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She loves me over anything; just like I learned to

by Alexandra Simond 2 months ago in humanity
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Have you ever heard of the stereotype that all pets resemble their owner?

Have you ever heard of the stereotype that all pets resemble their owner? Well, it might be truer than we believe. That’s what I came to realize after reflecting on the past nine years with my cat Miri- a beautiful, fluffy, stubborn ball of fur.

Every morning I hear the click clacks of Miri’s paws on the hardwood floor as she approaches the closed door of my bedroom. She sits; and after a few seconds of blissful silence, she relentlessly glides the tips of her claws down the door. Most days this will go on until I finally decide that I am more awake than asleep; but some days she’ll add a symphony of wails, you know, to mix it up a little. When I finally open the door, she guides me to her partially empty bowl of food and nudges me to pet her while she eats what is already there. After this unusual ritual, I make breakfast and she spends the rest of the morning rolled up like a croissant in the exact place I slept the night before. I’ve been told by past lovers that I don’t have much of a scent. I like to believe that she can sense something humans can’t; that it feels like a safe space for her.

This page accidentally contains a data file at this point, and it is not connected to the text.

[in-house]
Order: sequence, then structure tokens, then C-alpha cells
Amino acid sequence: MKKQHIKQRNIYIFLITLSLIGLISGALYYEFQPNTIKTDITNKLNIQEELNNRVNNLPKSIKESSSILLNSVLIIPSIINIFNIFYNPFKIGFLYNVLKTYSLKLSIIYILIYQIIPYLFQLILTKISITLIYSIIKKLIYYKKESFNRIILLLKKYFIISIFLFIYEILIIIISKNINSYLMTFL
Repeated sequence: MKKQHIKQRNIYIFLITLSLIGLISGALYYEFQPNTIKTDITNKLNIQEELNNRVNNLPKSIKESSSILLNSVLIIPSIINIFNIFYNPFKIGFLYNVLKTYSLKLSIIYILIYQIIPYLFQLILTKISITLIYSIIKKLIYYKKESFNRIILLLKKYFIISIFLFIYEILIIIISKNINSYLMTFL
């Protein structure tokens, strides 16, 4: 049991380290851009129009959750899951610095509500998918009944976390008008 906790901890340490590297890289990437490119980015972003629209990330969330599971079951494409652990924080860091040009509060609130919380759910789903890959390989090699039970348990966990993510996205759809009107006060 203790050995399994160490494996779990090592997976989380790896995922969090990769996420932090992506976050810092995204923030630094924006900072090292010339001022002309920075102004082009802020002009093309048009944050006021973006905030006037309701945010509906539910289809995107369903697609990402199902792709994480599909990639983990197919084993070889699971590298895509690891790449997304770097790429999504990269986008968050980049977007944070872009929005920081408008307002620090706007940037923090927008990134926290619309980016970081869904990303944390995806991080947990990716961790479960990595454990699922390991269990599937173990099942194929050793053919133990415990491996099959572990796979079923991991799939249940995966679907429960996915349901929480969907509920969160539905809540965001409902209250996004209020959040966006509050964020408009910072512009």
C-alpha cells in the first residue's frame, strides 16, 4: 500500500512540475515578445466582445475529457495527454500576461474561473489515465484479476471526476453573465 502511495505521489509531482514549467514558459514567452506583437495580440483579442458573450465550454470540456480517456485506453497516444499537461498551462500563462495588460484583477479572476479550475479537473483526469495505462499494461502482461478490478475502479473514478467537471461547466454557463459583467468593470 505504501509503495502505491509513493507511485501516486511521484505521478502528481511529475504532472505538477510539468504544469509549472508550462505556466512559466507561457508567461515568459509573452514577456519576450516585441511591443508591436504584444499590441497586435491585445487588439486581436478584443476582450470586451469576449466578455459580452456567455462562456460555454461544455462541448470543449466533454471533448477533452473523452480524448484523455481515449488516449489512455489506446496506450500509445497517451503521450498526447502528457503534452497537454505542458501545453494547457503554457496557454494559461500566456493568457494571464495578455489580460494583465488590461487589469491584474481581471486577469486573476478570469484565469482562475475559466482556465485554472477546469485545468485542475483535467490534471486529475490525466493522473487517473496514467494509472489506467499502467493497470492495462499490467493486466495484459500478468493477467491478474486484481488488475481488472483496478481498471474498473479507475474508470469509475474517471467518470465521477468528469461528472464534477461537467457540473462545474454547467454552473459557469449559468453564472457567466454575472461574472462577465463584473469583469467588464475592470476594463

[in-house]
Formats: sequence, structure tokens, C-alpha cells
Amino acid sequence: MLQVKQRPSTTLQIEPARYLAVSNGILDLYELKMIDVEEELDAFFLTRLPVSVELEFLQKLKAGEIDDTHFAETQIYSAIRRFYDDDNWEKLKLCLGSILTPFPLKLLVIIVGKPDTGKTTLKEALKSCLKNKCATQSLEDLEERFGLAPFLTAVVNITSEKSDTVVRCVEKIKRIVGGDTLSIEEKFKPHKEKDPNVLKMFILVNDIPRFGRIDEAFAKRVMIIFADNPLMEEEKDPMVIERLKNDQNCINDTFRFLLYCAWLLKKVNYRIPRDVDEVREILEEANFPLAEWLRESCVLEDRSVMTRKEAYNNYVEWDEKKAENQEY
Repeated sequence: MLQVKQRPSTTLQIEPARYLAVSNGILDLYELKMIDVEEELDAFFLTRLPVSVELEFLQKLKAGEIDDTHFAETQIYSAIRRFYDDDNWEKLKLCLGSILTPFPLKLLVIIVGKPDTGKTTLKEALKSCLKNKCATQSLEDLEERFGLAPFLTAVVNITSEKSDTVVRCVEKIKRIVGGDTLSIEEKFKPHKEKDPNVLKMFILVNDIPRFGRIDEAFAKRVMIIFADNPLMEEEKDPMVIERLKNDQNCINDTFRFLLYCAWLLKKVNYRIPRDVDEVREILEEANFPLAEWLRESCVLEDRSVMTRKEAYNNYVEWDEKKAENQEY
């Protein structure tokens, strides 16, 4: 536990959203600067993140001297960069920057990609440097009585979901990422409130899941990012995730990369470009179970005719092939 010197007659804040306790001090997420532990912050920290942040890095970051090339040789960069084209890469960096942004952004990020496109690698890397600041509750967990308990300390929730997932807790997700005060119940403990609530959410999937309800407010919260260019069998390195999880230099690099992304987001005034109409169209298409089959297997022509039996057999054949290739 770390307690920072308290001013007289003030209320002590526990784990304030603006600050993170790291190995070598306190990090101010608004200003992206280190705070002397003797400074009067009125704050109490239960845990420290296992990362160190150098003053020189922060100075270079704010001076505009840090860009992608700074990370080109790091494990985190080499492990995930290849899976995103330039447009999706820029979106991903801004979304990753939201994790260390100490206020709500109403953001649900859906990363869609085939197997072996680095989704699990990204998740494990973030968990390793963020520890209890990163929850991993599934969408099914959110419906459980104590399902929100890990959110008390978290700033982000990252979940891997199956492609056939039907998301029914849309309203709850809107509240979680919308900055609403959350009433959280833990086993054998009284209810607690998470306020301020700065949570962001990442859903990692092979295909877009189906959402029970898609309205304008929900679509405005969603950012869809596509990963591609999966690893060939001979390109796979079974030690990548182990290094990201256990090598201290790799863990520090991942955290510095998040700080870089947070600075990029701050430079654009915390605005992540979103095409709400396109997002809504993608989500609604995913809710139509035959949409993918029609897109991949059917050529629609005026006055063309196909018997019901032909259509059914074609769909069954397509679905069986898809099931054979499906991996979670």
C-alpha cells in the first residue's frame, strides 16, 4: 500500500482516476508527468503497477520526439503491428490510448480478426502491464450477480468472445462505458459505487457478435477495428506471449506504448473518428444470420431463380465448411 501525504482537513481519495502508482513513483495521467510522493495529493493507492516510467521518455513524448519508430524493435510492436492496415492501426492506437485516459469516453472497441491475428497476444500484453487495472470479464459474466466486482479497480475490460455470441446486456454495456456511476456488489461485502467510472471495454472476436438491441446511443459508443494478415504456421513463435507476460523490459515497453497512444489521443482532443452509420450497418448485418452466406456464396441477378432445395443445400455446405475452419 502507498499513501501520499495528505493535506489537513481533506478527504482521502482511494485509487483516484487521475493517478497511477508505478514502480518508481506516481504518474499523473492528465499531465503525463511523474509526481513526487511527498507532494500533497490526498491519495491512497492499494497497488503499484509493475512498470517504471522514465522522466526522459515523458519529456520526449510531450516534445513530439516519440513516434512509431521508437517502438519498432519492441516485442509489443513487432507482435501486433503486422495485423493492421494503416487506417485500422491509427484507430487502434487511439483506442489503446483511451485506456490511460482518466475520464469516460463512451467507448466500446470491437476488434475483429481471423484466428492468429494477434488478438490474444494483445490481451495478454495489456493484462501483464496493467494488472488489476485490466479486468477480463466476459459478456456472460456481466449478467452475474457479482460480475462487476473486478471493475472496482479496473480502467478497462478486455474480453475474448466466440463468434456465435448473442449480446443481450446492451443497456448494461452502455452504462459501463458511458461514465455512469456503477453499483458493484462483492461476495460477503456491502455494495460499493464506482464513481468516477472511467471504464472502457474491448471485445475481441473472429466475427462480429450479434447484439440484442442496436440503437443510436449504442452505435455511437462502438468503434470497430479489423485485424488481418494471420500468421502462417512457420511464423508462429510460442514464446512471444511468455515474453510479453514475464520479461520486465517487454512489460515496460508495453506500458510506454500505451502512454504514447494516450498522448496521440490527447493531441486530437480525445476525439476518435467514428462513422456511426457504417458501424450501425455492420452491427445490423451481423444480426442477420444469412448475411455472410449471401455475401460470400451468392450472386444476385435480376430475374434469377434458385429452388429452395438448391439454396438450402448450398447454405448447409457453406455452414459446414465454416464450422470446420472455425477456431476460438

The story of how I adopted Miri is probably not uncommon to many women in their twenties. Girl meets boy. Boy paints a fairy-tale future. Girl falls for it. Boy was seeing other people the whole time. Girl is a mess. Girl gets a breakup cat.

That’s what Miri was- at the beginning- a breakup cat. I got her because I craved being wanted. I had just faced the harsh reality of what dating is in our modern era: situationships, ghosting, avoidance and everyone being overwhelmed with too many options; afraid of missing out on someone cuter, better or more successful.

It was just me and her for a while. I even brought her back home to France with me for the summer. Everyone fell in love with her immediately. She was curious without being overwhelming; she was needy in the sweetest way; and she was stubborn. All traits that I know I also have. It didn’t take long for my mom to refer to Miri as her granddaughter; partially as a joke, but maybe also because she saw that Miri was very much like me in many ways.